asked the Attorney-General whether his attention has been drawn to the recent decision in the Appeal Court that a wife's savings from house-keeping are the property of her husband; and whether he will consider amending the Married Women's Property Act, 1882, in order that a wife who exercises thrift may not be penalised and her work in the home given some monetary recognition?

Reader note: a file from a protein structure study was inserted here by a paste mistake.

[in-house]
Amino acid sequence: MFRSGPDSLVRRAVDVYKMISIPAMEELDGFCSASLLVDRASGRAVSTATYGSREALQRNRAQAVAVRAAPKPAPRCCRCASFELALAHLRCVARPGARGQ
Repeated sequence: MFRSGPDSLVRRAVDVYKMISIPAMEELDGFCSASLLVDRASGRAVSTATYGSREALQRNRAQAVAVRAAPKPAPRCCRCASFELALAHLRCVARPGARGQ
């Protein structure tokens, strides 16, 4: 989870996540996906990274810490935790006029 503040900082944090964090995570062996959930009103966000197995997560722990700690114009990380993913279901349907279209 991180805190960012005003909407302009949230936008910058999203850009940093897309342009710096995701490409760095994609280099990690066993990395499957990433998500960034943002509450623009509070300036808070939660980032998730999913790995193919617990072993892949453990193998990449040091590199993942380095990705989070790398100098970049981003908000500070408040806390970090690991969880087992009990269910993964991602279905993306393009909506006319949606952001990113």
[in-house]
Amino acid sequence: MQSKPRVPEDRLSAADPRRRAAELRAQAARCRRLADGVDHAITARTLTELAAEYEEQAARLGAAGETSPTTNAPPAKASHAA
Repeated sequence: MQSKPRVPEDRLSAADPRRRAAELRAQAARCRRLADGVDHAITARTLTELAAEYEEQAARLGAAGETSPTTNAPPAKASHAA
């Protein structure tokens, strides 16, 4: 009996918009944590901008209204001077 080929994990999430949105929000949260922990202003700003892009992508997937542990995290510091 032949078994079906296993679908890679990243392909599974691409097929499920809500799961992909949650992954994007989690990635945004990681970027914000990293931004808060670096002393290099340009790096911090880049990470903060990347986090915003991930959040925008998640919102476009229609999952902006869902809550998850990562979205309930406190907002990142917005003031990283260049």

My attention has been drawn to the case referred to which, of course, turned on its own facts. Husband and wife are free to enter into any arrangements with regard to money or other property which they like. In the absence of any special arrangement the balance of money given by one to the other for a special purpose and not used for that purpose belongs, according to ordinary principles, to the giver. With regard to the last part of the Question, legislation, even if in principle desirable, would clearly be very difficult. It would have to define the services and provide how the monetary recognition was to be valued. In any case the Government could not in present circumstances consider legislation of this kind.